A follow up question on the survey asked whether the teachers themselves used the MEA scoring guides teaching to evaluate students' responses. Roughly 20 percent of all high school English/Language Arts teachers reported that they never used holistic rubrics at all. Fifty-four percent (54 percent) of high school teachers indicated that they used holistic rubrics once or twice a month and an additional 20 percent used them to evaluate students' responses in English/Language Arts on a weekly basis.
How involved are students in the use of holistic rubrics to evaluate their own or other students' responses? Fifty-five percent (55 percent) of Maine's teachers provided opportunities for students to use the MEA holistic rubrics or similar scoring guides to evaluate other students' written work on a monthly basis. One third of the teachers never used this form of evaluation in their classroom.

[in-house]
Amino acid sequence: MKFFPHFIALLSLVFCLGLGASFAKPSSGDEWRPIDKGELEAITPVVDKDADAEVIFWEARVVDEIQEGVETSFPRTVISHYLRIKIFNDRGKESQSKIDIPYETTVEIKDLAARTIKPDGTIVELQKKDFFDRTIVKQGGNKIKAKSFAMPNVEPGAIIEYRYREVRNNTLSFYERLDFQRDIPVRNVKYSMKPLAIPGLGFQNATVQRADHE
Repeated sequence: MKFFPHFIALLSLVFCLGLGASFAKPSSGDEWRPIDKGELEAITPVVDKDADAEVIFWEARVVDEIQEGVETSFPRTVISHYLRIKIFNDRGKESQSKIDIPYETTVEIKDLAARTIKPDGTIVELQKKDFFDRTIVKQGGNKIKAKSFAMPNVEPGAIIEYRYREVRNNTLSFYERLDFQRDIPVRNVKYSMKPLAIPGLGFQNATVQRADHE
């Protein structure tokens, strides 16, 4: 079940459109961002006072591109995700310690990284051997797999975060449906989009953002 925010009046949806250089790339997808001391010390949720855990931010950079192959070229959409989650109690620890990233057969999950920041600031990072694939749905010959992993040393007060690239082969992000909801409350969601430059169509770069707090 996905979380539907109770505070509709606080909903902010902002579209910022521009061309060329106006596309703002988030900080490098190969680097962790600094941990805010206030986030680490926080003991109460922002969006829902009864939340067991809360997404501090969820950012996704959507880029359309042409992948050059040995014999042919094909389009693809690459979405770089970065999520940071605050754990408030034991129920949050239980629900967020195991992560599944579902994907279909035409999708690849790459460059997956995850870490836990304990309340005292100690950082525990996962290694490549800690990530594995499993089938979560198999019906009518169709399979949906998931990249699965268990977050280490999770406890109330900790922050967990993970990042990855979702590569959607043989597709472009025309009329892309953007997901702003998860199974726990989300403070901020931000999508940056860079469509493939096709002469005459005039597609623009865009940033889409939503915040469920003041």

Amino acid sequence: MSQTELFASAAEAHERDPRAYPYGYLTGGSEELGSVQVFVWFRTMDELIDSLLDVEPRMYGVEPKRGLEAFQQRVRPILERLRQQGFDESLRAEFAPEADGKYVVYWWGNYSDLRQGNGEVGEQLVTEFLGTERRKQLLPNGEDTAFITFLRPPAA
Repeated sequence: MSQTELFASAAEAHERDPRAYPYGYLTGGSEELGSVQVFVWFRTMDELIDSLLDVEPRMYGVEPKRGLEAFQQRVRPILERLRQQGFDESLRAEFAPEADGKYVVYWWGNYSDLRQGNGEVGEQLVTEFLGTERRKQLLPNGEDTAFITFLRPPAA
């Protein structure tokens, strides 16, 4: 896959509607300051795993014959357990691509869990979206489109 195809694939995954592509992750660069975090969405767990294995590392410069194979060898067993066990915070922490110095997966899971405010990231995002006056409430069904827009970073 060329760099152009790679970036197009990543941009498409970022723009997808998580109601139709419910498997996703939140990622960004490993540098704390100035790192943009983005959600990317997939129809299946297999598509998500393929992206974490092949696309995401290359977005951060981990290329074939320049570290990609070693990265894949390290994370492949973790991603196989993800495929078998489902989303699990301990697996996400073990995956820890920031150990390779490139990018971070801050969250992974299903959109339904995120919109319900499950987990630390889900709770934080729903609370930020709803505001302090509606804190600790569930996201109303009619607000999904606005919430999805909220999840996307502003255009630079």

Based on the 1994-1995 survey it is apparent that 80 percent of Maine's teachers are familiar with and use the MEA reading and writing resources like holistic rubrics and scoring guides. This indicates that a great majority of the English/Language Arts teachers in Maine high schools take the time to orient students to the MEA. Almost one third of the surveyed teachers have found the MEA materials useful enough to be incorporated in their regular instruction. Still, a surprisingly large proportion of English/Language Arts teachers, approximately 22 percent, said they made little or no connection to the MEA for their students the classroom for their students. Similarly, 80 percent of teachers reported using rubrics to evaluate student work. A much smaller proportion of teachers, roughly 45 percent, directly involve their students in using rubrics to evaluate their own work. Overall, a majority of high school teachers found the MEA materials accessible and employed strategies for assessment using the holistic rubrics and scoring guides in their classrooms. The assessment practices modeled by the MEA in reading and writing have apparently been useful for teachers as well as for Maine's students.